Movie: edge load wear test of hip prostheses
This short movie shows a novel wear test for artificial hip bearings. This test focuses on what may be the most severely damaging scenario that artificial hips experience in the human body. In some patients, the hip joint may partly separate under certain circumstances, and when that happens, the typically congruent contact between the ball and socket can quickly become a non-conforming contact between the ball and the socket’s edge. In that scenario, the contact between the ball and socket has the potential to cause increased wear, because the contact stress is much greater.
The test apparatus applies a horizontal load to the femoral head (the ball), which forces the head into contact with the socket’s edge. Meanwhile, the acetabular liner is reciprocated up and down at a rate of 1 cycle per second. Several aspects of the test set-up may be configured as desired, including the magnitude of the horizontal force, the orientation of the acetabular liner, and the speed of reciprocation.
This test method is yielding valuable information about the performance of artificial hip bearings under worst case conditions. The findings of several focused studies will be published in the scientific literature relevant to the field of orthopedic implants and joint arthroplasty.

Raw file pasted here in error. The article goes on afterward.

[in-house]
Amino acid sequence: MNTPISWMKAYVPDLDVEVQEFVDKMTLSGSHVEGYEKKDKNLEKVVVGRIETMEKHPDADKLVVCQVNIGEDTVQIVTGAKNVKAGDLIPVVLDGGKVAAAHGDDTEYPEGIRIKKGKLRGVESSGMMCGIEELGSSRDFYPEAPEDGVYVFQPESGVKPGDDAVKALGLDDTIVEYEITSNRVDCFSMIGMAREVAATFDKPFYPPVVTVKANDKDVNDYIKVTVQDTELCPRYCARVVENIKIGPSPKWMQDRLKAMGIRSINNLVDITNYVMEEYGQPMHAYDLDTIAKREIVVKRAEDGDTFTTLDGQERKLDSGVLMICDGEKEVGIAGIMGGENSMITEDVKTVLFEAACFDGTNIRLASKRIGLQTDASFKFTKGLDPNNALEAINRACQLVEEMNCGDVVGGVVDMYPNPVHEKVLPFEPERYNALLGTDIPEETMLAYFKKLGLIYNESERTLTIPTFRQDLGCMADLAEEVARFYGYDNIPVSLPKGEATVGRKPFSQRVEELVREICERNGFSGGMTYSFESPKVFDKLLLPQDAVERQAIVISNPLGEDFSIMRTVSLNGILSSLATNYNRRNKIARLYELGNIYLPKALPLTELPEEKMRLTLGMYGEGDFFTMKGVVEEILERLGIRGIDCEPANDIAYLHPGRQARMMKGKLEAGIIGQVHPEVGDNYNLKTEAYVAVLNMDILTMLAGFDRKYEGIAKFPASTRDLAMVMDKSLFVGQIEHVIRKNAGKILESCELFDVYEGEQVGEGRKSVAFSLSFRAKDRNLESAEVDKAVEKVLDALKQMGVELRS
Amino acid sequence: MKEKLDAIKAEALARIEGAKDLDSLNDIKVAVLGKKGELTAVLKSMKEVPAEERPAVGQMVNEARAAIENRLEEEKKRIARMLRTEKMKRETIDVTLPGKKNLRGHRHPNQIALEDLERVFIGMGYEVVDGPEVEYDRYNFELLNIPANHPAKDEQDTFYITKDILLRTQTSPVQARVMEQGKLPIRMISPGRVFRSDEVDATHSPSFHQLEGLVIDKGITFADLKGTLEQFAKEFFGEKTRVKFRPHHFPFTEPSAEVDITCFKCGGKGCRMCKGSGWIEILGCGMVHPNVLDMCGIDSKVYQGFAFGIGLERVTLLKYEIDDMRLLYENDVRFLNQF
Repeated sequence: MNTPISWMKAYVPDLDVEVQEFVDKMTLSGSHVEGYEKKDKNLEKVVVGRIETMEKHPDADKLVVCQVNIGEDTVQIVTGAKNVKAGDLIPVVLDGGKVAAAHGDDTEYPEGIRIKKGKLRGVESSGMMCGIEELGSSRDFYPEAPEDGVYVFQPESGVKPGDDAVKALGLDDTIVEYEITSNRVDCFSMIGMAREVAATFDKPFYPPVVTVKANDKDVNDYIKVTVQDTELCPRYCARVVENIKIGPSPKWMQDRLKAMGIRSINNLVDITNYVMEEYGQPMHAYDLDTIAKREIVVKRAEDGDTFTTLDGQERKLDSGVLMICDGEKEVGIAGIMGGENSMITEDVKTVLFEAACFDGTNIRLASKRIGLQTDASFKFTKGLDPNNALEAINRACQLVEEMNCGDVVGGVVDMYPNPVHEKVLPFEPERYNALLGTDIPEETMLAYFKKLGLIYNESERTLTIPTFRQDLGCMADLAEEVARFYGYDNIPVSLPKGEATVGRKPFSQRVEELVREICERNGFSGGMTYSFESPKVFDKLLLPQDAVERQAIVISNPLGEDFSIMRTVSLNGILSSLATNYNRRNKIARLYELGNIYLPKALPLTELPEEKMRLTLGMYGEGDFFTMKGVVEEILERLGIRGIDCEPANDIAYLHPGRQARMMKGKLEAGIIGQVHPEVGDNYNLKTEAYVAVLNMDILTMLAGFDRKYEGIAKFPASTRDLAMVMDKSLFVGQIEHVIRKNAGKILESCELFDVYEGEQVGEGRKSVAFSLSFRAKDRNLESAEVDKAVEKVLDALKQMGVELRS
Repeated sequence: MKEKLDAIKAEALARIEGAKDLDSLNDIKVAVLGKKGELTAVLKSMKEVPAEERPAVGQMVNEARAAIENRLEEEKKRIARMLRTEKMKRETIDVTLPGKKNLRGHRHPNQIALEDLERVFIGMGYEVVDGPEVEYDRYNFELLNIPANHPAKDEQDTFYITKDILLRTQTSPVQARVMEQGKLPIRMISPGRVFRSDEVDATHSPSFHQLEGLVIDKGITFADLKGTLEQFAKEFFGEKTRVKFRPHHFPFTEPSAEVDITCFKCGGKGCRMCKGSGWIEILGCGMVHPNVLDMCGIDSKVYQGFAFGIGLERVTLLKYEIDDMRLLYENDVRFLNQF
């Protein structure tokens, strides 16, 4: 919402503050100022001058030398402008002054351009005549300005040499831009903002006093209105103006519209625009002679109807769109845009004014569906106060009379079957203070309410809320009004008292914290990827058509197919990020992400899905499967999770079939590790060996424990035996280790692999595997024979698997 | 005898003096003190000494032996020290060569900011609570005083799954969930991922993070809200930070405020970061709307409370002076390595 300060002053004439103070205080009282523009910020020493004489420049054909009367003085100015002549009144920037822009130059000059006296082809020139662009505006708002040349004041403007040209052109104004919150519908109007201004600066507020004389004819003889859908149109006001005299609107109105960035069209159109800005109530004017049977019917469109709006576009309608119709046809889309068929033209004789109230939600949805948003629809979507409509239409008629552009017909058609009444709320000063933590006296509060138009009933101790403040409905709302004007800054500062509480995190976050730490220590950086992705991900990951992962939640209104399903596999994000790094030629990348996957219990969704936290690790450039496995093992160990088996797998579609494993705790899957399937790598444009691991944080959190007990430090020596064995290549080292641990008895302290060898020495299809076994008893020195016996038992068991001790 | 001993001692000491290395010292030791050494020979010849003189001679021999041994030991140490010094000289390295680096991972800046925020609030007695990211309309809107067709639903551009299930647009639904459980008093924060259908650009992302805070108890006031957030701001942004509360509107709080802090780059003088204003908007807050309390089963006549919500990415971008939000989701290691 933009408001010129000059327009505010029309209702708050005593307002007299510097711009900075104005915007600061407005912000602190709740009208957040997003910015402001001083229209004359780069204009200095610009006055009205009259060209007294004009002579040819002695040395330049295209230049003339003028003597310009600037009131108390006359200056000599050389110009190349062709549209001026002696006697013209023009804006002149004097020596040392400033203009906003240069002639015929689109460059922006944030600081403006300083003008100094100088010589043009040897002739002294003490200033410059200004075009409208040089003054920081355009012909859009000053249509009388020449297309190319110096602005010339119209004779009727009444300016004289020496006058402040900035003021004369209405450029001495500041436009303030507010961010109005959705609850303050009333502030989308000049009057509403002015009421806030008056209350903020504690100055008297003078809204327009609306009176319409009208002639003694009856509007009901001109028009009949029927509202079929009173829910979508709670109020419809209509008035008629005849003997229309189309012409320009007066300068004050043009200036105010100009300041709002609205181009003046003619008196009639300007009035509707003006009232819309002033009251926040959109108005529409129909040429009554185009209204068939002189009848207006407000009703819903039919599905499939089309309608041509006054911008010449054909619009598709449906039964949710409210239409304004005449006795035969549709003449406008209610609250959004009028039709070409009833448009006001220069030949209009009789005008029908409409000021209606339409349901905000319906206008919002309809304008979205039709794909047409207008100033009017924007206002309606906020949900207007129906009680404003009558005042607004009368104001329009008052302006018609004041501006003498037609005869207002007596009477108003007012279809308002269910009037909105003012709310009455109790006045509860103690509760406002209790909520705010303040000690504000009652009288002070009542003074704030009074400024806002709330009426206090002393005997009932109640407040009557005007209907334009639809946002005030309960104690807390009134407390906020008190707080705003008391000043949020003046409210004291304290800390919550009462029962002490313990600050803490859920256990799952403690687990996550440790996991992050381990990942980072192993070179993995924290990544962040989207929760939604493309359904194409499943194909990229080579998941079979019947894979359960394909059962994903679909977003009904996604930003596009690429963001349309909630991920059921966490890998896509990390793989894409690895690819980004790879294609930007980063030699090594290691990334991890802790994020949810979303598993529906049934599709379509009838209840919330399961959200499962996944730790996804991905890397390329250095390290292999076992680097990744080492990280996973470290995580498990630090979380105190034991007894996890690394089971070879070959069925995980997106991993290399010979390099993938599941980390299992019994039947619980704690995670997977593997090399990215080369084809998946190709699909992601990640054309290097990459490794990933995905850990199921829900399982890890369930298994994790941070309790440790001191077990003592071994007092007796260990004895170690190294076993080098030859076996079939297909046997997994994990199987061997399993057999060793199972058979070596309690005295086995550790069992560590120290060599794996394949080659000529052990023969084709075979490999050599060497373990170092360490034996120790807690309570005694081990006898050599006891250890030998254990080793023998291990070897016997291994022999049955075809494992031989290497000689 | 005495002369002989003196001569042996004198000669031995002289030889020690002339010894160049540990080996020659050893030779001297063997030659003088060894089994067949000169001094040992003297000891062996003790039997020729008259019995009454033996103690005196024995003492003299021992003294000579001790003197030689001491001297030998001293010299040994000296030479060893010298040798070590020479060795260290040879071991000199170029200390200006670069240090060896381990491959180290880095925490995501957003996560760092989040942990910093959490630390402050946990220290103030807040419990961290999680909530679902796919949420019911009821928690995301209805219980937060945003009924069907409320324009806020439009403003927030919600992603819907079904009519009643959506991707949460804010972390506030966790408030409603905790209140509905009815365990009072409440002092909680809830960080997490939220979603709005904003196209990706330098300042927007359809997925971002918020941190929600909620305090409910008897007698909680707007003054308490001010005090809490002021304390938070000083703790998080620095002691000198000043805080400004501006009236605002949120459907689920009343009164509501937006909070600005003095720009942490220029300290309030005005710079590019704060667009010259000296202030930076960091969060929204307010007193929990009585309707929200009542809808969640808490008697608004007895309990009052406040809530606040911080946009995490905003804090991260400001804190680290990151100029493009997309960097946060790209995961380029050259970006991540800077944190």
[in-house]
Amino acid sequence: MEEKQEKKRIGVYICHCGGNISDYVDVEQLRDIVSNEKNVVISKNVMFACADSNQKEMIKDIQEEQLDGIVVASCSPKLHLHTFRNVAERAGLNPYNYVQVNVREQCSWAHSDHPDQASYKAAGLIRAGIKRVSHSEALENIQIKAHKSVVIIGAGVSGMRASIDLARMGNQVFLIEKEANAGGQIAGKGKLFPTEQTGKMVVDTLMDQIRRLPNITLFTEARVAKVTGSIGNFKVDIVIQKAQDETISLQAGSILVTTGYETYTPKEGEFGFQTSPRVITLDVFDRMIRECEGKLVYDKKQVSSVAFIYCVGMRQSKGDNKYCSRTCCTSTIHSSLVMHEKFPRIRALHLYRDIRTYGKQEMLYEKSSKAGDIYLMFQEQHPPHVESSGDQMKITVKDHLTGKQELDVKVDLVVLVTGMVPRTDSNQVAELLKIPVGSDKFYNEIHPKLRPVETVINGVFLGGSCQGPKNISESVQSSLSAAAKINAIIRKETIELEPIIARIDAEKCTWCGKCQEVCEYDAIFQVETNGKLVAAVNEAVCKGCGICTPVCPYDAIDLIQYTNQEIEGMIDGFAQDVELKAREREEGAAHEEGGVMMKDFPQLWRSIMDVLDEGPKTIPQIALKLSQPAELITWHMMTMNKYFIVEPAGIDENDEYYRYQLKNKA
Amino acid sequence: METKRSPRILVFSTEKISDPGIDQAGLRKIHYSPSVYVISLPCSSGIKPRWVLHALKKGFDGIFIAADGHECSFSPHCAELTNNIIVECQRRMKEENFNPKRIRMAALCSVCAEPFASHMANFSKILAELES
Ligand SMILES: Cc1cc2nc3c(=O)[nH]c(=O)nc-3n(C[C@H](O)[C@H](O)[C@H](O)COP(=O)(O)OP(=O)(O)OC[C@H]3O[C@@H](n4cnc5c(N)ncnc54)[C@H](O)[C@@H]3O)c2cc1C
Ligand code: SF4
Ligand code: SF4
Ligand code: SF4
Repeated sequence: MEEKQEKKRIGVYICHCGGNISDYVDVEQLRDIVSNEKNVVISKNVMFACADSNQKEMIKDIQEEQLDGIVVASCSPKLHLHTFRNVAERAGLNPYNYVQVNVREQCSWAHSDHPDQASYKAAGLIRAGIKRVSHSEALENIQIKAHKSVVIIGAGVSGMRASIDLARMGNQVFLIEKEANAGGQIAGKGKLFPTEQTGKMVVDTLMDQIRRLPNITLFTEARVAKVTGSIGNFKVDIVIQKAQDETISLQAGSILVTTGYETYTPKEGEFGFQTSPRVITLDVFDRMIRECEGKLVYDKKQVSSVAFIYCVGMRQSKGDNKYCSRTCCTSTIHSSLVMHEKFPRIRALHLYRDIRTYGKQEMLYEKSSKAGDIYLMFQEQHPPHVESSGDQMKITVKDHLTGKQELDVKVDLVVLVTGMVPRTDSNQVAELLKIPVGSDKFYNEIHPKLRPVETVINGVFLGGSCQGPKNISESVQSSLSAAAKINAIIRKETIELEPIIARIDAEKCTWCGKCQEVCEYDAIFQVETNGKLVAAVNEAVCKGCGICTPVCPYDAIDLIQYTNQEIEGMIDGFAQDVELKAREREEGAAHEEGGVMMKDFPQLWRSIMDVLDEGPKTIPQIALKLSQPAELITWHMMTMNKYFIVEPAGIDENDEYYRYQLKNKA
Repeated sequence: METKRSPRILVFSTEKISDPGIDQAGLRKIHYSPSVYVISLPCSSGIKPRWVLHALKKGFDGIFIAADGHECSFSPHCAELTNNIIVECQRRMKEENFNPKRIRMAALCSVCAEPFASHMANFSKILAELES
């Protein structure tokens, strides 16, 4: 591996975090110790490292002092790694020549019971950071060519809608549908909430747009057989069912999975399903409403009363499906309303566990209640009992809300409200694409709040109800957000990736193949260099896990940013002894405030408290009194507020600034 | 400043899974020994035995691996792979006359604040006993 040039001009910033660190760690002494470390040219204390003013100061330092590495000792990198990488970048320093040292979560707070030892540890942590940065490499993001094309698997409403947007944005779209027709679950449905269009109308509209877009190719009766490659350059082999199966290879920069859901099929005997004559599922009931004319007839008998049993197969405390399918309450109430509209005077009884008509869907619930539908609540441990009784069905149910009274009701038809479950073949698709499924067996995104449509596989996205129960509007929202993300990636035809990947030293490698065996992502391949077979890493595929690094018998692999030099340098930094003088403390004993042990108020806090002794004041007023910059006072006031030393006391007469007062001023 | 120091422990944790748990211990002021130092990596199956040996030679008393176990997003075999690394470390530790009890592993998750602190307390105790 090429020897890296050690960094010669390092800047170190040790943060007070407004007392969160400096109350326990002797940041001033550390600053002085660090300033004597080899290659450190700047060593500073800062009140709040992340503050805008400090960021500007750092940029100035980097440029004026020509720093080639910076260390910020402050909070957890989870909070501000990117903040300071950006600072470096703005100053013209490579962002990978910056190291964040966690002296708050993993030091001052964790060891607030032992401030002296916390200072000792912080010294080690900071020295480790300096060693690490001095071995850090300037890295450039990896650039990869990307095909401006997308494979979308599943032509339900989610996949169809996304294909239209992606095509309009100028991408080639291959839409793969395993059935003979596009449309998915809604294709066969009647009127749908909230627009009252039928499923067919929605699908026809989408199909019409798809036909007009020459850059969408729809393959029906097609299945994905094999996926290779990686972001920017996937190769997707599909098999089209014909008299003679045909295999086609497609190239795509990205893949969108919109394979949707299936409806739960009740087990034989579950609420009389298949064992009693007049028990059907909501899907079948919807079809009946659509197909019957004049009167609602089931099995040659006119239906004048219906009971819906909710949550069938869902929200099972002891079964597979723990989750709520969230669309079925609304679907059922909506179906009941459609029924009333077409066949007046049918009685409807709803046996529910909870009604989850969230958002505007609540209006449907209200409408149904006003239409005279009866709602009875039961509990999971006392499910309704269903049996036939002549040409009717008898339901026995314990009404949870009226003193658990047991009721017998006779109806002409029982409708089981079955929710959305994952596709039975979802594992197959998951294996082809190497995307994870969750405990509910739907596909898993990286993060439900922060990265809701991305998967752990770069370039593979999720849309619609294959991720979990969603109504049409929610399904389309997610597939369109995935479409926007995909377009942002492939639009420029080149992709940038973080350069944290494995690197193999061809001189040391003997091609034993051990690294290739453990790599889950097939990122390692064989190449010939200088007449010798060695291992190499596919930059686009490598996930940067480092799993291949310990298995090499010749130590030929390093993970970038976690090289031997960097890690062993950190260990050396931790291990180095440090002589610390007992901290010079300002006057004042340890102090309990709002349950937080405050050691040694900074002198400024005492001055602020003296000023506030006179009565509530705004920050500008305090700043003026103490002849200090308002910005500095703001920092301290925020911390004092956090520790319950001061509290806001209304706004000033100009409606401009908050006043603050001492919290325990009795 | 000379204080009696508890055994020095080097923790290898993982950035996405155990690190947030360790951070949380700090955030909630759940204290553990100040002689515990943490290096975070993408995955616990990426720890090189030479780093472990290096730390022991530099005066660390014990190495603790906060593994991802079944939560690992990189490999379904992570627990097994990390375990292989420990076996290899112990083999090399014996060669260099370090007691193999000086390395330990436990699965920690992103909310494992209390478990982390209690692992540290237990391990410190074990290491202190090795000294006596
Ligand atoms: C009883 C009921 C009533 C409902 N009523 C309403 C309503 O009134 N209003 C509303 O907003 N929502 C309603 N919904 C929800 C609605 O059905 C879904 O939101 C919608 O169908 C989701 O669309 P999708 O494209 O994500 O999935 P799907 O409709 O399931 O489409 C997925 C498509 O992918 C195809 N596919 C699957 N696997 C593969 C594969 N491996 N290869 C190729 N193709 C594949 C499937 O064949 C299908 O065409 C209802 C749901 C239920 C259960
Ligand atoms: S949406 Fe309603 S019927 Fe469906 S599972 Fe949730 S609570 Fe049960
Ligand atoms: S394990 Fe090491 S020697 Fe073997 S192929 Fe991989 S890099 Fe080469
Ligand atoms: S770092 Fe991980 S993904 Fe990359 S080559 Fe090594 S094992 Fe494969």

Animation: Biomechanical reduction test set-up
This short animation illustrates the set up of a femoral head reduction test. The items shown – a femur, a femoral stem with a femoral head, and an acetabular liner – will be tested in a manner that simulates the instantaneous reduction that occurs to a subluxed femoral head upon heel strike during human gait.
You can use LaTeX to define equations and plots.
To define a piece of LaTeX, place the code between [ latex ]…[ /latex ] (without the spaces between the square brackets). Continue reading
Sanders, A. P., and R. M. Brannon. (2010) “Hertzian contact theory applied to edge-loaded ceramic-on-ceramic hip bearings: analysis and validation.” Transaction of the 56th Annual Meeting of the Orthopaedic Research Society, March 6-9, New Orleans, LA, Poster 2258.
This work addresses the problem of wear of ceramic-on-ceramic bearing couples used in total hip arthroplasty. A wear pattern called stripe wear has been observed on retrieved ceramic femoral heads. It typically appears as a long, narrow, roughened area on affected implants. Evaluation of the wear stripe has revealed grain removal and material loss to depths of 30 mm. It has been theorized that such damage is caused by contact between the femoral head and the edge of the acetabular cup. An edge-loaded contact is much less congruent than normal contact, and it would cause increased contact stress, leading to the wear stripe. Edge-loading may be due to small separations of the head from the cup, as observed radiographically. Simulator wear tests involving such separation have yielded wear stripes similar to those on retrieved bearings.